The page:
Joe Haden, Josh Gordon, Alex Mack, Joe Thomas, Isaiah Crowell, Donte Whitner, Karlos Dansby, Paul Kruger, Andrew Hawkins, Phil Taylor, Taylor Gabriel, Isaiah Crowell, Terrance West, Joel Bitonio — all of these guys are very talented players and all of them will be under contract for the 2015 season. Aside from Jordan Cameron (unrestricted free agent) and Tashaun Gipson (restricted free agent), the core of this team should remain the same.
This is a group that has proven, especially this season, that they have what it takes to win. However, there is no chance that happens without at least average quarterback play, and from what we’ve seen, are we to believe that Manziel can provide that next year?
Maybe he can still develop in the years to come, but it’s clear that he is a long ways off from being anything close to a productive starter in the NFL. He is, after all, just 22-years-old, and he did run 99 percent of his plays out of the shotgun while at Texas A&M, so the NFL is going to be a big adjustment — a much bigger adjustment than many of us originally thought.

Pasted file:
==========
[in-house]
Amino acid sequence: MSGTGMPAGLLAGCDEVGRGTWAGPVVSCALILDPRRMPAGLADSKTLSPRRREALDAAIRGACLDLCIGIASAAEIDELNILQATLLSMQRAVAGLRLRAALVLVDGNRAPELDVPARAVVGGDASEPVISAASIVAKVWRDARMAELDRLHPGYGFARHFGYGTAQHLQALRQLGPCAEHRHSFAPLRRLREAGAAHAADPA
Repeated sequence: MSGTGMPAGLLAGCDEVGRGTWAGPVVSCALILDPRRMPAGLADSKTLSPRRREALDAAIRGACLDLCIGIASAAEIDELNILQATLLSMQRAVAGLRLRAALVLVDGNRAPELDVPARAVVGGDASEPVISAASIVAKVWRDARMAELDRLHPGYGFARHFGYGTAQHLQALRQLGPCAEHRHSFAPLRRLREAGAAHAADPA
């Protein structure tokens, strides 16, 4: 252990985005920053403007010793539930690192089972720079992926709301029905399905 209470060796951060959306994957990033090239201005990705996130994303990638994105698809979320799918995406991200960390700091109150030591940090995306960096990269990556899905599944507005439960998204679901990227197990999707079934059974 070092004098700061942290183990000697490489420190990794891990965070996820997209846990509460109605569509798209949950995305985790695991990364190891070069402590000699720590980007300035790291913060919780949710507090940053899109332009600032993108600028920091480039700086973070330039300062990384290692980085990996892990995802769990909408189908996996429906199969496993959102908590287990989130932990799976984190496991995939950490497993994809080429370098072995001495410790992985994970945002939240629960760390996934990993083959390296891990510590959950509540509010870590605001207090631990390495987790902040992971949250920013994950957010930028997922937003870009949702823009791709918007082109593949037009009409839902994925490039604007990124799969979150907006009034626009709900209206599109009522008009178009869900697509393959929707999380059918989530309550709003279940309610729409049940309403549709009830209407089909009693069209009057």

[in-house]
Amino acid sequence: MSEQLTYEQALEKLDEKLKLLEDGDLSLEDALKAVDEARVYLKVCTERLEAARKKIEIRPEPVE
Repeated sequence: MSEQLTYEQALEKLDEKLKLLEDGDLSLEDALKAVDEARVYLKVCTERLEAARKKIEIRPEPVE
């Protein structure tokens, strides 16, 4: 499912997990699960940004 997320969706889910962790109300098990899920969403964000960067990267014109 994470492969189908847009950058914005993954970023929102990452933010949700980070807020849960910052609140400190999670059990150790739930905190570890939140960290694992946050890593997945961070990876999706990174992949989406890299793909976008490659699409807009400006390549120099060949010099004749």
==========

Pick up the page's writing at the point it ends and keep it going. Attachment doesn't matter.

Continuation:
However, if he’s your starting quarterback in September 2015, then you might as well go head and chalk up another four, five or six (too generous?) win season. He clearly needs a lot more experience, and there’s no way to simulate live NFL action.
Hoyer, though, could provide a different level optimism for this club. Let’s be honest, he is not going to get big-time, free agent quarterback money. He’s not Drew Brees. He’s not even Jay Cutler. A return to Cleveland on a short-term deal might be mutually beneficial for the Browns and Hoyer.
For instance, the Browns could guarantee Hoyer the starting job, provided he’s healthy. He could then look to use the season to reestablish his value before testing the free agent market once more at the season’s conclusion. Hoyer would essentially be betting on himself, but he’s probably okay with it. After all, everyone has bet against him his entire life.